Cardiovascular and renal pathologies are frequently associated with an activated renin-angiotensin-system (RAS) and increased levels of its main effector and vasoconstrictor hormone angiotensin II (Ang II). Angiotensin-converting-enzyme-2 (ACE2) has been described as a crucial enzymatic player in shifting the RAS towards its so-called alternative vasodilative and reno-protective axis by enzymatically converting Ang II to angiotensin-(1-7) (Ang-(1-7)). Yet, the relative contribution of ACE2 to Ang-(1-7) formation in vivo has not been elucidated. Mass spectrometry based quantification of angiotensin metabolites in the kidney and plasma of ACE2 KO mice surprisingly revealed an increase in Ang-(1-7), suggesting additional pathways to be responsible for alternative RAS activation in vivo. Following assessment of angiotensin metabolism in kidney homogenates, we identified neprilysin (NEP) to be a major source of renal Ang-(1-7) in mice and humans. These findings were supported by MALDI imaging, showing NEP mediated Ang-(1-7) formation in whole kidney cryo-sections in mice. Finally, pharmacologic inhibition of NEP resulted in strongly decreased Ang-(1-7) levels in murine kidneys. This unexpected new role of NEP may have implications for the combination therapy with NEP-inhibitors and angiotensin-receptor-blockade, which has been shown being a promising therapeutic approach for heart failure therapy.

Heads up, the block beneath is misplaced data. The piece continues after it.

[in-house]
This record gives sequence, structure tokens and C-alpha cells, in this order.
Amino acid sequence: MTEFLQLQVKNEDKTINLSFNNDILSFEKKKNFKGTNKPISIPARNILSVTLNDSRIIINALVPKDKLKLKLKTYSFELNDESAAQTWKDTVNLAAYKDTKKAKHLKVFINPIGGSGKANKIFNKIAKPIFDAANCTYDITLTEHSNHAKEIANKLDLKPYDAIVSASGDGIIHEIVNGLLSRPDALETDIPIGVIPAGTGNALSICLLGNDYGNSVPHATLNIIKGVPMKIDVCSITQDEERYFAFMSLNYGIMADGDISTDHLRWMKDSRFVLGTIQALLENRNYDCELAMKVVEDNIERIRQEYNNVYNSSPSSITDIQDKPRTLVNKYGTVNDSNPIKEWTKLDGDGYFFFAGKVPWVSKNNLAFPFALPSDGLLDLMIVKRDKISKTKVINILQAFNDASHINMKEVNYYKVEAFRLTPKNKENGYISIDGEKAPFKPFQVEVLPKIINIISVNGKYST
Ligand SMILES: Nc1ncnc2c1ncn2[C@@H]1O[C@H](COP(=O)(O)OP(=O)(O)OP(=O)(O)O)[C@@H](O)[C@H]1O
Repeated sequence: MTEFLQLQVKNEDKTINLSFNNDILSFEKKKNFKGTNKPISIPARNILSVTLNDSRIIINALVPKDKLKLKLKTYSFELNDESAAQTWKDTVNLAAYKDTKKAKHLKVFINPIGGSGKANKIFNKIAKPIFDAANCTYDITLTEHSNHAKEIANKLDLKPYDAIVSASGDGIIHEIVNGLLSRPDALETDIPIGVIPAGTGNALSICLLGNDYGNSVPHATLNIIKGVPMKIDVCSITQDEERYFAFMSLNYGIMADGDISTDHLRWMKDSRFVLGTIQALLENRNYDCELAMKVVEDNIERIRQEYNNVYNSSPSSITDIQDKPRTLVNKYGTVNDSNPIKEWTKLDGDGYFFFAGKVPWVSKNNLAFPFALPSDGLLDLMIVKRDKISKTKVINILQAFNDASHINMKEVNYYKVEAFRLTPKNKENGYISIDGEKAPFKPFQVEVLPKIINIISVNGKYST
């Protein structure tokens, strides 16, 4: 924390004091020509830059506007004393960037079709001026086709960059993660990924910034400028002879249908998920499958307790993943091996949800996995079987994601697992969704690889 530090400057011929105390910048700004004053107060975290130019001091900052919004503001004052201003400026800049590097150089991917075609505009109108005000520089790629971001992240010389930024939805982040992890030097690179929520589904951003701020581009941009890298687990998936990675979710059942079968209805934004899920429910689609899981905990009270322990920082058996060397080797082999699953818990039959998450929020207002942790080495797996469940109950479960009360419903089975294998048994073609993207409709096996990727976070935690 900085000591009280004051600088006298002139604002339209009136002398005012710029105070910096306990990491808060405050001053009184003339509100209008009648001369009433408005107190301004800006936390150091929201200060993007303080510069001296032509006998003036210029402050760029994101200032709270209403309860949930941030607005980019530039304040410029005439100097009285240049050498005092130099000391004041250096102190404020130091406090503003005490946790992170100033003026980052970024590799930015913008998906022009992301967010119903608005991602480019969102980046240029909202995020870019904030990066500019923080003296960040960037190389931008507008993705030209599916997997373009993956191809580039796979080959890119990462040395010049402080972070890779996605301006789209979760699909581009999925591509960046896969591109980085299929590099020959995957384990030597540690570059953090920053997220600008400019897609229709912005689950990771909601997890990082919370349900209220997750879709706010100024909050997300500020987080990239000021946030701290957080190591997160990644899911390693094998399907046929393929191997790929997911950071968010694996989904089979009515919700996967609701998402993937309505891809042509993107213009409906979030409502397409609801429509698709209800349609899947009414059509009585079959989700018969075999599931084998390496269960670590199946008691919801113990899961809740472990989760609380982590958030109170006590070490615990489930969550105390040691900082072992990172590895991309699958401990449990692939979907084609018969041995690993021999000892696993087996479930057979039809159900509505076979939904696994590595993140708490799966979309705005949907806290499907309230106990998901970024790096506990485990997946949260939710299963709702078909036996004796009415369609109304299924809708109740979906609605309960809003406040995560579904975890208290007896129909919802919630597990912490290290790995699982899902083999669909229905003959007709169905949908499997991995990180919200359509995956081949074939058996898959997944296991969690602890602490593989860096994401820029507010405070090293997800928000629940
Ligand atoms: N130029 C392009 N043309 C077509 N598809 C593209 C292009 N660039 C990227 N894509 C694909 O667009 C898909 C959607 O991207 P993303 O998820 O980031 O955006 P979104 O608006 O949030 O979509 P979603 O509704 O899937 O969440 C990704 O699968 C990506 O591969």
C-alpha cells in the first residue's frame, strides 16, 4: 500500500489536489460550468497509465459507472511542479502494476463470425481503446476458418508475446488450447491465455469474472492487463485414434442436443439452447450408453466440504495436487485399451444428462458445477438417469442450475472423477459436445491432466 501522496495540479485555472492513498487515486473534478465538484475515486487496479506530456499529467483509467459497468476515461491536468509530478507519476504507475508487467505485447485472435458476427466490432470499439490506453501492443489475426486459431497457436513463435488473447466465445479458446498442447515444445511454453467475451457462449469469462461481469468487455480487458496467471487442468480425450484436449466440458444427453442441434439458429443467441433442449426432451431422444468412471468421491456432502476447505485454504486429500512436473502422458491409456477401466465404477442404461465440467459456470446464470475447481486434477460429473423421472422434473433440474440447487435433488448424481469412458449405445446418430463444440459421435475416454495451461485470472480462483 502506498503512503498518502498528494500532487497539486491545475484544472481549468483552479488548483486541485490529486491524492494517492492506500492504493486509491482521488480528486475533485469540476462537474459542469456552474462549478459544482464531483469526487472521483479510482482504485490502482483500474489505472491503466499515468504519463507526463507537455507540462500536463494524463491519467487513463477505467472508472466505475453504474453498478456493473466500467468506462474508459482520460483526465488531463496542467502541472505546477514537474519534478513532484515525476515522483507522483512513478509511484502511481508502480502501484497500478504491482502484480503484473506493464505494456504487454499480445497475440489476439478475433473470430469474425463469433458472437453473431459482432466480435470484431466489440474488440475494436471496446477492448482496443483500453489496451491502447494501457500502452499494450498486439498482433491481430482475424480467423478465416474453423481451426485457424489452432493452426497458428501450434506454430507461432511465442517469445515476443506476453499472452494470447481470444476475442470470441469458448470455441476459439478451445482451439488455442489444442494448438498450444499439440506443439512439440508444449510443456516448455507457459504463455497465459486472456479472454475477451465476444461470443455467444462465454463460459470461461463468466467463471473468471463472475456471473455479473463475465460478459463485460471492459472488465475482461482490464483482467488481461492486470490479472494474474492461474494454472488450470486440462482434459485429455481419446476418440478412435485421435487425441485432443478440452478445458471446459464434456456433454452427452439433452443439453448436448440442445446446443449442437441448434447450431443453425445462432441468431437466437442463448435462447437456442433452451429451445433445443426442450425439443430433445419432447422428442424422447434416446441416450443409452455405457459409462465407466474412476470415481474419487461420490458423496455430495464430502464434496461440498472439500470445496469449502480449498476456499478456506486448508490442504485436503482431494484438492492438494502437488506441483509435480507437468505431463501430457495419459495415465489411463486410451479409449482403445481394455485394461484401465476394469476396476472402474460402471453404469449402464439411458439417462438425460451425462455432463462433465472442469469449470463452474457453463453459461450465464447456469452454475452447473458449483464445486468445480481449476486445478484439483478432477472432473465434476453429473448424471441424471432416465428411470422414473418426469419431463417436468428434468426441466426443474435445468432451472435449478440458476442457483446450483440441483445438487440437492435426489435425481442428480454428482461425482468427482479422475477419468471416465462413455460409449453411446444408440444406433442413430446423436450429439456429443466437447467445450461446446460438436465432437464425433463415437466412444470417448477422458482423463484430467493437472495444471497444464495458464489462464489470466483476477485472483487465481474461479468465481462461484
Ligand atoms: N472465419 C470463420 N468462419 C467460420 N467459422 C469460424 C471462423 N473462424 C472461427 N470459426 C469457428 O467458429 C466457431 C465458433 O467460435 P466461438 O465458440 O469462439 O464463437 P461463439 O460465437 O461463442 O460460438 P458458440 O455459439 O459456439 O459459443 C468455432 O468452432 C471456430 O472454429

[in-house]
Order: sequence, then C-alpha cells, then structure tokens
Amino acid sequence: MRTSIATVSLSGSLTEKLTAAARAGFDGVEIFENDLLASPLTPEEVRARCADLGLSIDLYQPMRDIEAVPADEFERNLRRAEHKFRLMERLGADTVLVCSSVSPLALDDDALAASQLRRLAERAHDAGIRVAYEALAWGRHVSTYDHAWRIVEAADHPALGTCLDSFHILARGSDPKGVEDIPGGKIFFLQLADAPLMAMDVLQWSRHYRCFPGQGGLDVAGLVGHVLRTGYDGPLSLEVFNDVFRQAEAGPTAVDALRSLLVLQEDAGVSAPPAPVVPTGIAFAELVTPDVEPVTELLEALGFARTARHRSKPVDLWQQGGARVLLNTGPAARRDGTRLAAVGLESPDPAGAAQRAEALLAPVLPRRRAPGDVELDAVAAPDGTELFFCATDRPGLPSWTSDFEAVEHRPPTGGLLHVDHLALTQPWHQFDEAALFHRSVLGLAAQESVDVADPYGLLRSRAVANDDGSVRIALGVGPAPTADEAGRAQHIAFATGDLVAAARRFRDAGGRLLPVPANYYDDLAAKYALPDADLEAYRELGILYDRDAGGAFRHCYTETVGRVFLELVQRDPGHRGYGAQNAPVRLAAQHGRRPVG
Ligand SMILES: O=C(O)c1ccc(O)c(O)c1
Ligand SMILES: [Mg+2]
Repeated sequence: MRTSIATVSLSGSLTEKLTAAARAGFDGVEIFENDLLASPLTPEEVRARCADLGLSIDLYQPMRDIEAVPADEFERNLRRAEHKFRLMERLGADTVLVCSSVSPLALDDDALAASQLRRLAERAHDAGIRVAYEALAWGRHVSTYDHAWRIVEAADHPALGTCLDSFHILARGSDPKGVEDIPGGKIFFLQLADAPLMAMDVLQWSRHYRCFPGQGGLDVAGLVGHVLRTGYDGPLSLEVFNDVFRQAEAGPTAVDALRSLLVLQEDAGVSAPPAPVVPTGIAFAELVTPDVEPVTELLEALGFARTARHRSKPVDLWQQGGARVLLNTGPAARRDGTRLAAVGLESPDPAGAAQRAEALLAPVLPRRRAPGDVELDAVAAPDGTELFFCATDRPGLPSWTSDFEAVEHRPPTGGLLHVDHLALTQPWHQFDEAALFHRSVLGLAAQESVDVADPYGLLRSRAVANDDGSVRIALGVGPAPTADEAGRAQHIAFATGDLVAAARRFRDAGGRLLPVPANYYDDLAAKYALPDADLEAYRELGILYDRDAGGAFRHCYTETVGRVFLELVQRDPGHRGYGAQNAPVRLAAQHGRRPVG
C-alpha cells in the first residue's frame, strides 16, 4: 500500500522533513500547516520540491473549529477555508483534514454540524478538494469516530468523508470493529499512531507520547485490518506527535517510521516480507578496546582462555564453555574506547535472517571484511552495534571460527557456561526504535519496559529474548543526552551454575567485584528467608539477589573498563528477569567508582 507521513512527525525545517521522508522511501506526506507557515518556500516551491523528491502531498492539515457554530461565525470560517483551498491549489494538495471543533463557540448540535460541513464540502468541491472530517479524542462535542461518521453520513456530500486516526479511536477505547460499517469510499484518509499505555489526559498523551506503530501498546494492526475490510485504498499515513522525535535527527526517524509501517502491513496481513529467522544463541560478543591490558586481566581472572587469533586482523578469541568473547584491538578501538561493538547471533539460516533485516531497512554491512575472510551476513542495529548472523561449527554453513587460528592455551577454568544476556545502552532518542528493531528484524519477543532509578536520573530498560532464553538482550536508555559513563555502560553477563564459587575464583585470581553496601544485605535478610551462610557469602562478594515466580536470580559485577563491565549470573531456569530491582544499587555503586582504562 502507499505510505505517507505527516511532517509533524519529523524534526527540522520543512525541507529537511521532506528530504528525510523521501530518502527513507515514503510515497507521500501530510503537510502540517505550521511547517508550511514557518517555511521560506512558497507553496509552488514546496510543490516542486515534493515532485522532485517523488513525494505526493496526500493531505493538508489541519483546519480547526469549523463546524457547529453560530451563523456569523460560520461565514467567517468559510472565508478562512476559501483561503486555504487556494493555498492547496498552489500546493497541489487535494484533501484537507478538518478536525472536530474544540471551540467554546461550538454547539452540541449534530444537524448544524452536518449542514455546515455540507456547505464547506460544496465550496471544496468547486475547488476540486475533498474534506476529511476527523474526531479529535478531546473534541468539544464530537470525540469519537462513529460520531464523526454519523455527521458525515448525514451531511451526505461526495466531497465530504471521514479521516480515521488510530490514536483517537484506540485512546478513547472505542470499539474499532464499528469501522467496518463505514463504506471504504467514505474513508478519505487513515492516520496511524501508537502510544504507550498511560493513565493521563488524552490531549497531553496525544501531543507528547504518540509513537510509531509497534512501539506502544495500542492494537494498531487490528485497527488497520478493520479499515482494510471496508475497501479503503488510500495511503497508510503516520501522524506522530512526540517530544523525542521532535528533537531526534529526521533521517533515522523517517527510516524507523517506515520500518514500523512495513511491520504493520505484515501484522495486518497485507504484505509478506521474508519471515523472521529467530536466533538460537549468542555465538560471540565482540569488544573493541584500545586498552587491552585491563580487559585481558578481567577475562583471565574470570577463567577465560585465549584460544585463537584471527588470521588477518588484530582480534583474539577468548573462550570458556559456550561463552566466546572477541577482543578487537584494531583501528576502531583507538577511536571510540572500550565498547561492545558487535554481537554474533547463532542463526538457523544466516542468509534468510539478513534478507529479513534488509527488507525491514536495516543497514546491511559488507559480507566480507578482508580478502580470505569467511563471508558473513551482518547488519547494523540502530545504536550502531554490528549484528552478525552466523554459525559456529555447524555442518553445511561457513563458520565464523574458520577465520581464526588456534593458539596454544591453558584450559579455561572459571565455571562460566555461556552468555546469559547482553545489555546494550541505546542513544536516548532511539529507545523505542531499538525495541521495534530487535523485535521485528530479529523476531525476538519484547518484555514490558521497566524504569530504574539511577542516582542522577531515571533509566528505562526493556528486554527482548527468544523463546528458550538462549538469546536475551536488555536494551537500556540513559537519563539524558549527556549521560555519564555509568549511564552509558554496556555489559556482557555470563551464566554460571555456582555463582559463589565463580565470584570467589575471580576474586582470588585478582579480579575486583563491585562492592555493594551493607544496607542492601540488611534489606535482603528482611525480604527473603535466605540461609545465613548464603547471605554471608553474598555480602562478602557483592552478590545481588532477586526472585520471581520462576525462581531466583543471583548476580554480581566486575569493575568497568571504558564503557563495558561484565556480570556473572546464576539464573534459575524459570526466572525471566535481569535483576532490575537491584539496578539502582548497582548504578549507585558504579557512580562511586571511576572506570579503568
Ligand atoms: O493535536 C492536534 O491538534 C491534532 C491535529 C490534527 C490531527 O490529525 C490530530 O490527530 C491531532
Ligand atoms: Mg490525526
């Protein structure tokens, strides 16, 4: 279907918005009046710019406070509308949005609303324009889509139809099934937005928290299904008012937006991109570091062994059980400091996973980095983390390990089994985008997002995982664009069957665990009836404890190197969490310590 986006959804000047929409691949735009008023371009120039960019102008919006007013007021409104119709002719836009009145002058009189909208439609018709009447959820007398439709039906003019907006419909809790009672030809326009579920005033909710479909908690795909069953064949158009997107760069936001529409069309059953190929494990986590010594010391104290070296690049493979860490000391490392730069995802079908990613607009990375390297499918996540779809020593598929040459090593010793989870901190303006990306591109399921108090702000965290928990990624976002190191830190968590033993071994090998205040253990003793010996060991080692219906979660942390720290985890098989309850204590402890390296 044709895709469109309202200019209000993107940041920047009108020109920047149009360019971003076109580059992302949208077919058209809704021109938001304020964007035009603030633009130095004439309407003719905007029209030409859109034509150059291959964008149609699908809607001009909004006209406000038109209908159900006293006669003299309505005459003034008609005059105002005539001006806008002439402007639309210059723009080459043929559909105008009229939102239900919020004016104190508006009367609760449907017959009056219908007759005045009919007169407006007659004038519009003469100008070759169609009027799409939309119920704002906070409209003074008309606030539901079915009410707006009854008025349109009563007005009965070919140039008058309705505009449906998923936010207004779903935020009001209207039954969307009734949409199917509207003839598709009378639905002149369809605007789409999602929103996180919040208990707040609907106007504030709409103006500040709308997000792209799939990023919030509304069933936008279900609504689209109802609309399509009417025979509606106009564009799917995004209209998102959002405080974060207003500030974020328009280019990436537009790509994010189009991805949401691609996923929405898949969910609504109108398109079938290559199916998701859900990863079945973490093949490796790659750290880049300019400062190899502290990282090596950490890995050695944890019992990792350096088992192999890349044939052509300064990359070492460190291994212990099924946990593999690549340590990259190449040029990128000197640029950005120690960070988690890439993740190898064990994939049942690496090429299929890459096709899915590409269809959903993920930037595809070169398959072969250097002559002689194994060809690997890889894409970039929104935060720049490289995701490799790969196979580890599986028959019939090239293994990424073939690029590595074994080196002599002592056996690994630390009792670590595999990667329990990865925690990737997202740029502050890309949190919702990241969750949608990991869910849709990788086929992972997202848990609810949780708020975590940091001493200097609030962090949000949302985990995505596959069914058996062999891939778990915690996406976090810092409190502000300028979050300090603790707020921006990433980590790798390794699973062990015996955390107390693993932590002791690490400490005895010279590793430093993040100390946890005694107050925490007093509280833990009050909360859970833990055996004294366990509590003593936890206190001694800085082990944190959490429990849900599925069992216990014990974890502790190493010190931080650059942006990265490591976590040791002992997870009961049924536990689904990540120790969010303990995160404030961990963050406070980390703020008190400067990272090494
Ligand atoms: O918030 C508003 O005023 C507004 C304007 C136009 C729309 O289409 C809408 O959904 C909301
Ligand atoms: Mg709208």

doi:10.1038/srep33678
PMCID: PMC5030486  PMID: 27649628
5.  The caffeine-binding adenosine A2A receptor induces age-like HPA-axis dysfunction by targeting glucocorticoid receptor function 
Scientific Reports  2016;6:31493.